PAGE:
They stayed with us for 15 days, not much time. However they were intense days in which we did things together that we had not even done on our own. We played soccer, cooked typical dishes of our countries, shared some moments of prayer and we went to the recreational parks. The strong impression was that we were one family.

Giving a face to stories
we see on TV


We also heard their complicated and painful stories and we suffered with them.

It was difficult and disconcerting, especially for me, putting myself in the shoes of a mother of five children, run away from a militant Islamic group in Somalia. It was terrible to know that she had to make the choice to bring with her on her trip to Europe only her smallest son Mohammed and leave in Africa (with her mother) the four older children, today refugees in Ethiopia. It was painful to hear how the trip went through the desert, paying every mile to a different mediator. It was horrifying to listen to the story of the year of waiting in Libya, before being able to escape: all the refugees were kept prisoners and hungry, the women under the continuous threat of being beaten up and raped. Then it was terrible to imagine the very long trip across the sea up to Sicily with the risk of drowning because of the overcrowding on a small rubber boat and with the fear of dying of cold in the Mediterranean. Giving a face, listening to a voice and associating a cry to the images and the stories that we follow on the television every day, this is what struck me the most. Understanding that this is what one of us, together with her son, lives on her skin, a person from our family, who could be my sister or my best friend.

Beyond diversity

Everything wasn’t as we had imagined. Especially in the little things. For example we discovered that eating pizza, if for us it was the best thing, they didn’t like it at all. We realized that the architectural beauties of Rome were not interesting at all and were rather boring for African children and adults. We verified that immigrants spend hours and hours on the phone, perhaps because in this way they reconstruct and maintain a connection with the community they have left in their country.

Then there was an episode that particularly struck me. We were in the children’s games park that had a pool. It was the middle of August. We all jumped in to have a swim, even Nara took off her dress and remained with her leggings, her veil and a long sleeved shirt and jumped in the water to cool down. Soon after, the lifeguard approached and ordered us to get out because, for hygienic reasons, one cannot swim with their clothes on. That’s what the rule said. I played for time, retorted and resisted. Security arrived and forced us to make Nara get out of the pool: she should either put on a bikini or not swim at all. I was furious. We are not in a civilized country, I thought, I find this rule simply discriminating. I made them call the person responsible, but they were all unmovable: at the cost of making the news appear in the newspaper they didn’t make exceptions. The polemic about the burkini had not exploded yet in France, but I started to reflect on what it meant to welcome people in our country. I realized that I was starting to look at my city with new eyes.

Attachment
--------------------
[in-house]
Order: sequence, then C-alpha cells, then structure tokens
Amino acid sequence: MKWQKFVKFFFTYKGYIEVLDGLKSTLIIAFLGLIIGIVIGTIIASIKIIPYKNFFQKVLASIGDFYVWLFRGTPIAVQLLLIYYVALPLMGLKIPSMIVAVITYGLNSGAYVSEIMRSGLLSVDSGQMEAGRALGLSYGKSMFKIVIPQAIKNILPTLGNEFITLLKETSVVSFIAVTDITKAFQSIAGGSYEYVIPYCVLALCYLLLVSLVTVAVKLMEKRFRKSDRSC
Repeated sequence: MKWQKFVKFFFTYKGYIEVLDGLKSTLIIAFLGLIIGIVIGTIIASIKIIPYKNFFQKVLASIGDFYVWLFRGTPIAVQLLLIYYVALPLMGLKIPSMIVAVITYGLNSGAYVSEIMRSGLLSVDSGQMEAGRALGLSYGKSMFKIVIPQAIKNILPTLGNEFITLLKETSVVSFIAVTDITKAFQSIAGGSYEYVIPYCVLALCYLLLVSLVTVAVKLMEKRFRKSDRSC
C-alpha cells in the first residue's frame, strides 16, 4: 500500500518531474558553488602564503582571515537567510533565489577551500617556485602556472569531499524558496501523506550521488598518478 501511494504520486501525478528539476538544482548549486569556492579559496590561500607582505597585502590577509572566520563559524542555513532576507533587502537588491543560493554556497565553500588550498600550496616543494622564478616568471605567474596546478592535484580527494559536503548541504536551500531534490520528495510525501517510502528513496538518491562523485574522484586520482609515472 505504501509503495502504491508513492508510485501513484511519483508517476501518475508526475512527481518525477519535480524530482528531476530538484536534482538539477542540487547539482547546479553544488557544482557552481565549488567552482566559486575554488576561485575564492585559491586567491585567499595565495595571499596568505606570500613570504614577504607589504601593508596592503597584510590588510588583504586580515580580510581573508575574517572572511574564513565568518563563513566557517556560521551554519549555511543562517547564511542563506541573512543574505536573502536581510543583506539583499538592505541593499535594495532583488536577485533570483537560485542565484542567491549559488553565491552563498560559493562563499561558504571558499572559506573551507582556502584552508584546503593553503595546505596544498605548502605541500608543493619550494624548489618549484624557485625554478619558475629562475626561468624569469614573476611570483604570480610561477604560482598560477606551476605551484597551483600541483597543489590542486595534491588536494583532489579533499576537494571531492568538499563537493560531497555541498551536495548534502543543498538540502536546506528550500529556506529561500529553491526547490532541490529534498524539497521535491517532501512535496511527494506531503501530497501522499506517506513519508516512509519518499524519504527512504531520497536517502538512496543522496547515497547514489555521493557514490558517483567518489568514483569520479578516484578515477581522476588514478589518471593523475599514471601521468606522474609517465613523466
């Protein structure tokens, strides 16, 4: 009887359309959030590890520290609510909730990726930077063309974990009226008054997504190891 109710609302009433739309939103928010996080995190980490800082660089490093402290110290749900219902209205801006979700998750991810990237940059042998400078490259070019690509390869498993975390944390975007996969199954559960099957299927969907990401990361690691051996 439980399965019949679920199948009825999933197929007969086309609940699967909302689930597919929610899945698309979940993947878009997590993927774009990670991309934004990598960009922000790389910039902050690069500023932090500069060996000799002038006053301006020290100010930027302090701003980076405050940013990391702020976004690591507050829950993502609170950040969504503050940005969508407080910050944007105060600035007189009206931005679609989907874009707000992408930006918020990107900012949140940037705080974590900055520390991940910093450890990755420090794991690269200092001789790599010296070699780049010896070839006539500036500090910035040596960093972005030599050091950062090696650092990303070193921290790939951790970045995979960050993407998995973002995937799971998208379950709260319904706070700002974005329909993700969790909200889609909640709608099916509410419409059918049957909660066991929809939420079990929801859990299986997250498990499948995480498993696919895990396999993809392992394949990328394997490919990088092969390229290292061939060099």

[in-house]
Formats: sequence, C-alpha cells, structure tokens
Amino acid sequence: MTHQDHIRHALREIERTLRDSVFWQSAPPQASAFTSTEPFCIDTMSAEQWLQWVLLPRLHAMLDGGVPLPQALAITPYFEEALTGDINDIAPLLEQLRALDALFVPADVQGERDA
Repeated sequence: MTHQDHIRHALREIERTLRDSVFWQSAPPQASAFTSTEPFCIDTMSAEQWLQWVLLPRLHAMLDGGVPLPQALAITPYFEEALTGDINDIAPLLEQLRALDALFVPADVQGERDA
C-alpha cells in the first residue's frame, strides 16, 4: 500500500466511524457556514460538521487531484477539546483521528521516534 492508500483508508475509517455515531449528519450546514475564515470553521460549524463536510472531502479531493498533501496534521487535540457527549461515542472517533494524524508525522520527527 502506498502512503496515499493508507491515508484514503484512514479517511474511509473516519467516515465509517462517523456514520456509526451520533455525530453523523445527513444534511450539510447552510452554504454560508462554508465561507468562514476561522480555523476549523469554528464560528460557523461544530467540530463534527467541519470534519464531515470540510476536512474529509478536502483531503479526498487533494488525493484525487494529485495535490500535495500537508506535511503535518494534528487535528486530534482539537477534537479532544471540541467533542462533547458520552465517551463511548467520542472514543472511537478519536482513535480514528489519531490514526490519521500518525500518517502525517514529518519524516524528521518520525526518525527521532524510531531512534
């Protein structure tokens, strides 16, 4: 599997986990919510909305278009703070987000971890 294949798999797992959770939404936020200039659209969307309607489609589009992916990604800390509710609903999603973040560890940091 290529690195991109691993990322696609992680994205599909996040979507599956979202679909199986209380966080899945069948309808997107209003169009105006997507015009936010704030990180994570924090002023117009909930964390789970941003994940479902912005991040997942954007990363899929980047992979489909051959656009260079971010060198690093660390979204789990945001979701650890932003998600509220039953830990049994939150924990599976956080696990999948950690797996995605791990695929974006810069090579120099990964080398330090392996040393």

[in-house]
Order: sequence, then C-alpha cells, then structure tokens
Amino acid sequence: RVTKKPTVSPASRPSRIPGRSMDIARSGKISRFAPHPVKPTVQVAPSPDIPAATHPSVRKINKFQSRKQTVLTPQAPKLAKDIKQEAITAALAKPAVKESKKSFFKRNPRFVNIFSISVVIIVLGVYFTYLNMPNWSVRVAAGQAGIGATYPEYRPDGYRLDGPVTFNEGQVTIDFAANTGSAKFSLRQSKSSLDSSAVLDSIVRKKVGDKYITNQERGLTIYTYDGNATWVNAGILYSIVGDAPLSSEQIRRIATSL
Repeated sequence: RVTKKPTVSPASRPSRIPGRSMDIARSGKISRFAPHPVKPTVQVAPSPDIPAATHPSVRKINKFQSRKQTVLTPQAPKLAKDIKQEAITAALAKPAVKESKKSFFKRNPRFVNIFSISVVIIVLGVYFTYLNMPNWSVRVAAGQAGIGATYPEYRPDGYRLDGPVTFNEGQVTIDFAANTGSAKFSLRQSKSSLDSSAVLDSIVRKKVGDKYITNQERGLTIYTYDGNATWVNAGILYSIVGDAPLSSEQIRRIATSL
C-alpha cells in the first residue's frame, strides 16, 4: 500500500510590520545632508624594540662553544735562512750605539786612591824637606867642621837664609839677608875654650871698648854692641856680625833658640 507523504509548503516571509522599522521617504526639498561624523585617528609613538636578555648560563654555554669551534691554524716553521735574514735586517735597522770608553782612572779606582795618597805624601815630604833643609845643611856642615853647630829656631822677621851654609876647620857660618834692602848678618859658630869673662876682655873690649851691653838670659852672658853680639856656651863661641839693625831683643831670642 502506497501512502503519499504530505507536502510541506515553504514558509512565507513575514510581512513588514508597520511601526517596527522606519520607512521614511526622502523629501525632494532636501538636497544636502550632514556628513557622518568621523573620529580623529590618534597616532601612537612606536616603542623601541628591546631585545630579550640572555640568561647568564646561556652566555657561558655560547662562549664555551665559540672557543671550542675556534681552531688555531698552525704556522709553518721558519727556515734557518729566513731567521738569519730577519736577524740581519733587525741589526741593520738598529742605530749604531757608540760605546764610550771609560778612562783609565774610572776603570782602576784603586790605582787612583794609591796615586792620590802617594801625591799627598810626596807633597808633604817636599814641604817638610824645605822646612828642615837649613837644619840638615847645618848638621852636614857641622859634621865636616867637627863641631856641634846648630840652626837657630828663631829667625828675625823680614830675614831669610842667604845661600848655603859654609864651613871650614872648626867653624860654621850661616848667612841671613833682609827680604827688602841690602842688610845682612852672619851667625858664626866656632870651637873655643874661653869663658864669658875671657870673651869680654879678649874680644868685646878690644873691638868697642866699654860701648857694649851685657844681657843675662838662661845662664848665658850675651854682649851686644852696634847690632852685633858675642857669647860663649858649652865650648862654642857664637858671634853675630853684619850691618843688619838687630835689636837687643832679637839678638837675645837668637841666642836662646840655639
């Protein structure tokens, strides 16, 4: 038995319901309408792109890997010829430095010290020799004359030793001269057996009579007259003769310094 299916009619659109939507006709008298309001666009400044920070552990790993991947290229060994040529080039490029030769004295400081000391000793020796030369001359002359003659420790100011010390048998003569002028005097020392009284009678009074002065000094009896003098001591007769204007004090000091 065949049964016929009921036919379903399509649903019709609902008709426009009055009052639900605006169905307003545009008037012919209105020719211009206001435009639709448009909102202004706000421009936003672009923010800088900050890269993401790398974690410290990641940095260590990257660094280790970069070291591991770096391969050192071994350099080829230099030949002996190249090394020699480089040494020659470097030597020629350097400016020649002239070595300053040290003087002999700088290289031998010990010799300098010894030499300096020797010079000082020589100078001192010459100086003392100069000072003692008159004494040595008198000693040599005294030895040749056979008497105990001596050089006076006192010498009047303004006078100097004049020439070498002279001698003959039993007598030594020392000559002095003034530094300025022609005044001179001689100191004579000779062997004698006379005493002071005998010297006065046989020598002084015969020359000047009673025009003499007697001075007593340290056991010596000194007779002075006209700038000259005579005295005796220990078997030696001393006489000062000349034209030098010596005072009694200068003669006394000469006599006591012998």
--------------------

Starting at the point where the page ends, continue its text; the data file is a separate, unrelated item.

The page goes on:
In conclusion, I will certainly advise this experience to all. I must say that even just the fact of having welcomed Nara and Mohammed has created a change, a small change of mentality in the people around us and a big change in our family. We rejoiced, played and suffered together with Nara and Mohammed and now their story is a part of ours. After having them with us this summer we went to visit them in Sicily, in the welcome centre that hosts them. They have been recognized as refugees and having received all their documents, they have gone to Ethiopia to see the other brothers they had left with the grandmother. I cannot hide that we are concerned about them because by now they are part of our family.